deformation near the vicinity of fracture before fracture occurs. This deformation causes numerous malformed regions having disfavorable planar characteristics to appear. As before, these malformed regions, such as regions having curled or wrinkled metal, disadvantageously tend to scatter and diffuse incident light exposed thereupon. Brittle fractures, on the other hand, tend to cause little or no plastic deformation of the metal before the fracture occurs which enables the produced metal flake to maintain, as much as possible, the original planarity of the larger metal sheet. Consequently, it is desirable that brittle fracture occur during manufacturing.
However, brittle fracture does not occur with most metals having high reflectivity. In fact, brittle fracture is only likely to occur with materials having a large compressive strength as compared to its corresponding tensile strength. This is because the internal bond strength distributed throughout a material is composed of tensile and compressive components. The tensile strength compensates for forces out of the plane of the material and the compressive strength is related to forces in the plane. Thus, similar compressive and tensile strengths will allow ductile deformations since the relative strength into and out of the plane is equivalent. In contrast, brittle deformation occurs when the compressive strength is greater than the tensile strength and the material strength is directed into the plane, not out of the plane. Consequently, a high compressive strength relative to tensile strength results in bond rupture and material cracking when a force is applied. Thus, aluminum, for example, which has a tensile strength of about 13-24 lb/in2 and a compressive strength of about 13-24 lb/in2, would most likely undergo a ductile fracture under a uniaxial stress which would cause the aluminum to exhibit disfavored reflective characteristics. Moreover, once the aluminum is bent or deformed, as would occur with ductile fracture, the aluminum remains deformed and the disfavored reflective characteristics would persist. Consequently, it is difficult to manufacture metal flakes, such as aluminum, without malformations that reduce reflectance.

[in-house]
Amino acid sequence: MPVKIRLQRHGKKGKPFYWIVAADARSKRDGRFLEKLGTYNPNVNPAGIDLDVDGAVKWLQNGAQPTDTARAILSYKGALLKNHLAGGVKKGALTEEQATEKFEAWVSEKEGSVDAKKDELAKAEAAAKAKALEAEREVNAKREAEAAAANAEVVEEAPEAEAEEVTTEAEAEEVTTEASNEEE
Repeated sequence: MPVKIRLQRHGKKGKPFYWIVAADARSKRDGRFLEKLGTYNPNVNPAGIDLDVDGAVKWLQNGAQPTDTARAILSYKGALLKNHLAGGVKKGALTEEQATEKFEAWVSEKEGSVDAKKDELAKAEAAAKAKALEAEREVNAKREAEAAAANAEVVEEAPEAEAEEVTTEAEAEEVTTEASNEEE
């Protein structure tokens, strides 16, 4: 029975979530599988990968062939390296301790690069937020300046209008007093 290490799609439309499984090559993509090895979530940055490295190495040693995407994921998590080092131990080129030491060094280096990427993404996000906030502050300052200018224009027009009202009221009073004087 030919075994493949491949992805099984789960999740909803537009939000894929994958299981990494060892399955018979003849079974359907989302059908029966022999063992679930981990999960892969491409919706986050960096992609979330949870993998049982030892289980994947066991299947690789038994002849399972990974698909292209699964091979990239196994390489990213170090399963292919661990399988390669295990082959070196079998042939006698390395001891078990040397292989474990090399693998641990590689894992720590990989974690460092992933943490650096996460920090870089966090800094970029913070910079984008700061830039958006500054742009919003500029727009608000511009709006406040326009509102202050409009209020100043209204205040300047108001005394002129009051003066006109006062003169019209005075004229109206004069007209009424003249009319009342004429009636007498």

As is well known, fracture mechanics are not only important for metal flakes during the manufacturing process, but are as equally important during use. For example, applicational processes, such as the drying of a paint or ink solvent, also induce stresses on the flake. These stresses, caused by surface tension, again cause the flake to undergo fracture or malformation. Since brittle fracture of the flake during the applicational process also tends to produce smaller flakes that maintain much of the original planarity of the larger flake, instead of curled or deformed flakes, flake planarity and reflective properties are improved. Thus, flake brittleness is a characteristic not only preferred during the manufacturing process but also preferred during the applicational use. Accordingly, the prior art has attempted to produce thin, rigid and brittle flakes by facilitating both the manufacturing thereof and the reflective properties of the application.
Yet all prior solutions have involved compromises. For example, in U.S. Pat. No. 5,198,042, entitled "Aluminum Alloy Powders for Coating Materials and Materials Containing the Alloy Powders," it is taught to alloy the metal flake with other materials and metals to reduce the adverse curling, wrinkling and malleability of thin flakes. Alloying, however, dilutes the reflectance properties of the flake.
In U.S. Pat. No. 4,213,886, entitled "Treatment of Aluminum Flake to Improve Appearance of Coating Compositions," a surface bound species that pulls the flake flat in a coating resin is disclosed. This method, however, requires chemical tailoring of the flake and the resin in order